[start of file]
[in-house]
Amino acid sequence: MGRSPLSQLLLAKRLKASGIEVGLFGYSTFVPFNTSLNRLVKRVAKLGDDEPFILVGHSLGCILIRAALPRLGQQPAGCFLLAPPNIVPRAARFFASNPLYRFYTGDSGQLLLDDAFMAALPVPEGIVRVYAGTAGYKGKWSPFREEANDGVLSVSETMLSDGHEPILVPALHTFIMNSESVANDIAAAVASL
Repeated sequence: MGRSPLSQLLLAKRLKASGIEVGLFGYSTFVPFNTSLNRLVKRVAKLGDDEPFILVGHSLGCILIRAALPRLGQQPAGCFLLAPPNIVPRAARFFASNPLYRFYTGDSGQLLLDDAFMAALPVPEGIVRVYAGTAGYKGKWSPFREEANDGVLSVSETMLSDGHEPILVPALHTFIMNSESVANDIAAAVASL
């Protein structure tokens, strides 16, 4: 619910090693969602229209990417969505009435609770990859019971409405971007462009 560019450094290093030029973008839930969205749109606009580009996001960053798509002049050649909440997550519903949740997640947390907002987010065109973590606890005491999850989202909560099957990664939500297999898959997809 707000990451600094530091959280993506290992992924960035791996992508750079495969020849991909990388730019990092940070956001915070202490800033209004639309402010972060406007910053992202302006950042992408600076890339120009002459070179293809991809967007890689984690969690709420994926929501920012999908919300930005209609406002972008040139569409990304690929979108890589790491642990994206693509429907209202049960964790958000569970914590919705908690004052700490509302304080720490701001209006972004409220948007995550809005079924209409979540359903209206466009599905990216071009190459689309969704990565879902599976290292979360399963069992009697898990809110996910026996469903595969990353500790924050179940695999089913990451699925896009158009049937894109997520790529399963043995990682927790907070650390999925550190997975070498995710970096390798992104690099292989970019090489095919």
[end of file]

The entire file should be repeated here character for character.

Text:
[in-house]
Amino acid sequence: MGRSPLSQLLLAKRLKASGIEVGLFGYSTFVPFNTSLNRLVKRVAKLGDDEPFILVGHSLGCILIRAALPRLGQQPAGCFLLAPPNIVPRAARFFASNPLYRFYTGDSGQLLLDDAFMAALPVPEGIVRVYAGTAGYKGKWSPFREEANDGVLSVSETMLSDGHEPILVPALHTFIMNSESVANDIAAAVASL
Repeated sequence: MGRSPLSQLLLAKRLKASGIEVGLFGYSTFVPFNTSLNRLVKRVAKLGDDEPFILVGHSLGCILIRAALPRLGQQPAGCFLLAPPNIVPRAARFFASNPLYRFYTGDSGQLLLDDAFMAALPVPEGIVRVYAGTAGYKGKWSPFREEANDGVLSVSETMLSDGHEPILVPALHTFIMNSESVANDIAAAVASL
């Protein structure tokens, strides 16, 4: 619910090693969602229209990417969505009435609770990859019971409405971007462009 560019450094290093030029973008839930969205749109606009580009996001960053798509002049050649909440997550519903949740997640947390907002987010065109973590606890005491999850989202909560099957990664939500297999898959997809 707000990451600094530091959280993506290992992924960035791996992508750079495969020849991909990388730019990092940070956001915070202490800033209004639309402010972060406007910053992202302006950042992408600076890339120009002459070179293809991809967007890689984690969690709420994926929501920012999908919300930005209609406002972008040139569409990304690929979108890589790491642990994206693509429907209202049960964790958000569970914590919705908690004052700490509302304080720490701001209006972004409220948007995550809005079924209409979540359903209206466009599905990216071009190459689309969704990565879902599976290292979360399963069992009697898990809110996910026996469903595969990353500790924050179940695999089913990451699925896009158009049937894109997520790529399963043995990682927790907070650390999925550190997975070498995710970096390798992104690099292989970019090489095919």